Almost 90,000 people were forced to leave their homes when wildfires hit the city of Fort McMurray in Alberta, Canada. Fleeing your home is hard enough, but Canadian North and West Jet have made the task a little bit easier by allowing pets to fly with their owners inside main cabins.
On May 4 alone, Canadian North ran 71 evacuation flights, many of which had evacuees who turned up with their pets. Airlines are typically strict with transporting animals, but Canadian North and West Jet made exemptions for the residents of Fort McMurray.
"It's definitely unusual to carry pets in the cabin, but due to the unusual circumstances we were able to bend the rules to accommodate these animals," said a spokesperson for Canadian North.
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Canadian North even pitched in to cat-sit "Meow Meow" after her pregnant owner went into labor. Meow Meow even got her own ID during her stay.
Many appreciated the airlines' effort to be considerate, but now question how they'll ever get back to traveling with pets in kennels after experiencing what it's like to fly with their beloved animals beside them.
The wildfire in Fort McMurray will go down in history as the biggest evacuation effort in Alberta, but it is not clear what caused it yet. Many are saying it was caused by global warming, but Prime Minister Justin Trudeau has said it is too early to speculate. The Canadian government's main priorities are to ensure that all the residents are safe and to help in rebuilding the city.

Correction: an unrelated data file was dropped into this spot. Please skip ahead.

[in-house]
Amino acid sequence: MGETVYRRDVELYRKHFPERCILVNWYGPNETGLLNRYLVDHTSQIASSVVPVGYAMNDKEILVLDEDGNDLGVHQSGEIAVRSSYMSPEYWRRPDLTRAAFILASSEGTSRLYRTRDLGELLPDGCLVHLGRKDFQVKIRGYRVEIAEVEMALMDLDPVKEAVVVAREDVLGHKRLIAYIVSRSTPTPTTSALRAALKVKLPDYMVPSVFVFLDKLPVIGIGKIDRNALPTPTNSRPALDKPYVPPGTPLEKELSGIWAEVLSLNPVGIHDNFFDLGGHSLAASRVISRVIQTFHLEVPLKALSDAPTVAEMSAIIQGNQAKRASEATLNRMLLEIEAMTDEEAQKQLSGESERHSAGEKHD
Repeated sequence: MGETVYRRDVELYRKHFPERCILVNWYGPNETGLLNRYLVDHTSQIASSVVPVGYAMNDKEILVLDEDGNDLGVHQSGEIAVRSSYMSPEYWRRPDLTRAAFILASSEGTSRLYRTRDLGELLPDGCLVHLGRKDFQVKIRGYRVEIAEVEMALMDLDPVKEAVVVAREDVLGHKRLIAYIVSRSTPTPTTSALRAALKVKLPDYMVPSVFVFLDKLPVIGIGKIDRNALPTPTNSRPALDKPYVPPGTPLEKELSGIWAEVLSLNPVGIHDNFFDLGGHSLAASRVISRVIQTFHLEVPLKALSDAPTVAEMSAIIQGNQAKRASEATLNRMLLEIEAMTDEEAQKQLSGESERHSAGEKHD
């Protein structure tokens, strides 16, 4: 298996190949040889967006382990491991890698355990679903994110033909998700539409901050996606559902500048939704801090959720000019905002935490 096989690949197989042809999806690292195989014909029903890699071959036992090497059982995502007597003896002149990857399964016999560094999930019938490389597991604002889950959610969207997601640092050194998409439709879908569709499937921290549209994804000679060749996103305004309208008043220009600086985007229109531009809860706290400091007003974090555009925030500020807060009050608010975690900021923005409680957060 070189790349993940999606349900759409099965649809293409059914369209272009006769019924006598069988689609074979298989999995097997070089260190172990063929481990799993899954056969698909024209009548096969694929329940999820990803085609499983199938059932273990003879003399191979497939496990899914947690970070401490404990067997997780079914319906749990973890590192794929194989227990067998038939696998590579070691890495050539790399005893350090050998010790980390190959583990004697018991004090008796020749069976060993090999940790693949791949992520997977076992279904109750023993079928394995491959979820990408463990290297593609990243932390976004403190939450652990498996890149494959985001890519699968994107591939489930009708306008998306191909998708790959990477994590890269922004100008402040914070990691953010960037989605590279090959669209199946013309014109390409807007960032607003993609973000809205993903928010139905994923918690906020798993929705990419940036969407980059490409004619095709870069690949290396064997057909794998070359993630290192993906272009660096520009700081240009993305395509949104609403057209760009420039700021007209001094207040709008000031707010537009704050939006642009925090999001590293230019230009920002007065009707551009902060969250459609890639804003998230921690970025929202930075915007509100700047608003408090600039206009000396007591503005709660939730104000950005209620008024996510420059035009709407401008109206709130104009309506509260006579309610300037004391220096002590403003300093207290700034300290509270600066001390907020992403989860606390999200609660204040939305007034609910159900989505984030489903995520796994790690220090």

There's a lot of damage in Fort McMurray, but there are many more spots in the city that were miraculously untouched by the wildfire, including hospitals, schools and treatment plants. In fact, according to Alberta Premier Rachel Notley, just 10 percent of structures in the city were decimated.
Containing the wildfire took a positive turn when it drizzled and winds were favorable. However, there are still some areas in Fort McMurray that continue to smolder and there is no water, power nor gas.
"We want to let our citizens know that home is still here and soon as we can get you back we will," said Darby Allen, regional fire chief.